The Art of Parties – Methods of Dance – live

‘a new energy’

It seems that Masami Tsuchiya heard the music of Japan before the band discovered his. ‘I was very touched by Japan’s music from the very first album,’ he told Bamboo magazine, ‘and I told everyone about them – what great musicians they were. The word got around and Japan got to know about it’. Tsuchiya was a founder member of Ippu-Do, an outfit with an openness to European influences. Some sessions for their 1980 LP Real even took place at Hansa studios in Berlin, originating titles such as ‘German Road’, ‘Heidelburg Symphony’ and ‘Neu! (Changing the History)’ – tracks that boast a new wave sound with synthesisers, sequencers and vocoder vox accompanying driving guitar, bass and drums.

Following the release of the subsequent album, Radio Fantasy, Tsuchiya was ready for a solo project. This time he headed to London, specifically to Air Studios in the middle of town, where he was determined to work with the rhythm section of the English band that he so admired. ‘The request came through management,’ explained Steve Jansen, ‘probably via London based project co-ordinators’ (2022). Japan had been busy, spending three spells on the road in 1981 for the Polaroids, Art of Parties and Visions of China tours, culminating in Christmas shows at the Hammersmith Odeon. Nevertheless, the following month Jansen and Mick Karn were ensconced at Air bringing their signature sounds to Masami’s debut album as a solo artist – Rice Music.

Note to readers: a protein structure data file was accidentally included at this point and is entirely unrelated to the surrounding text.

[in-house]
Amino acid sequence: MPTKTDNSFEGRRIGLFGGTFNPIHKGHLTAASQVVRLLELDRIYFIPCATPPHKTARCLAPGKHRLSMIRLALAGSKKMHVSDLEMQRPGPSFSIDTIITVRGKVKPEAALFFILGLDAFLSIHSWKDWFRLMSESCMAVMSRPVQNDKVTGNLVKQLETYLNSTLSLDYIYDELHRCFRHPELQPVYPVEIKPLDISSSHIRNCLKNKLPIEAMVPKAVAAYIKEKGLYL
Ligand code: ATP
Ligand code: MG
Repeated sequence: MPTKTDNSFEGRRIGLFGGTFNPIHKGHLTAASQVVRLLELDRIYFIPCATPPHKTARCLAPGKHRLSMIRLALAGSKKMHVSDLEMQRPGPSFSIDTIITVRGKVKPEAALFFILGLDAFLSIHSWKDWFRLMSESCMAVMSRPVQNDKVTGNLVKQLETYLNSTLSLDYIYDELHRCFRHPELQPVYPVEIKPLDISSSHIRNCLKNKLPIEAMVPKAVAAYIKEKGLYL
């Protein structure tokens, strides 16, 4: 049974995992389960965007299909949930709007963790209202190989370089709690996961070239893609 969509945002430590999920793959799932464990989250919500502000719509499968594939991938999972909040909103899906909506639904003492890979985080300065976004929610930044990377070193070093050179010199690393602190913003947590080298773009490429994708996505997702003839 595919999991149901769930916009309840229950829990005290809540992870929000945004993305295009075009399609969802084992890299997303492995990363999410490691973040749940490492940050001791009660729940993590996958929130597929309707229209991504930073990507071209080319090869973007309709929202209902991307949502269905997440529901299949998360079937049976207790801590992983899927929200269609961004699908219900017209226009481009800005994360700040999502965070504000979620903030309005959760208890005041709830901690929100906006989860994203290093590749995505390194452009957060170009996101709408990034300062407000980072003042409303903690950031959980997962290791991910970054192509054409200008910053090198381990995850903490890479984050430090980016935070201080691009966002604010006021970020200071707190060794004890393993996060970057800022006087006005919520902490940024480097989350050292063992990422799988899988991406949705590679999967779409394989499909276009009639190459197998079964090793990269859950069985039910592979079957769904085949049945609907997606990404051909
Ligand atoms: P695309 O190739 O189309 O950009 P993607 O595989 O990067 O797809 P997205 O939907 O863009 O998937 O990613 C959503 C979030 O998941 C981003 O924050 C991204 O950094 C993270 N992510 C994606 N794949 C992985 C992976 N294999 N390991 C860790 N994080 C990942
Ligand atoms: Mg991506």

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Le Pollen – Demain

‘life is the art of encounters’

When Sadistic Mika Band broke up, Yukihiro Takahashi had a very clear vision of the musical direction he wanted to take as he launched a solo career that would span the coming decades. ‘I wanted to do something completely new,’ he confided in a radio interview in 2020 on the occasion of the re-release of his debut album Saravah! ‘I wanted to combine elements from new and old music from abroad as well as from Japan and create something unique.’

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Zero Landmine

‘a real hope’

‘Lt Colonel Colin Mitchell became famous in the late 1960s as commanding officer of the Argyle and Sutherland Highlanders,’ explains Chris Moon, recalling his job interview with the colonel early in 1993, as he searched for the right assignment to follow his own service in the military. ‘He set up a mine clearance charity after visiting Afghanistan, where he saw farmers unable to work their land, refugees who couldn’t go home and a Red Cross hospital full of amputees.’

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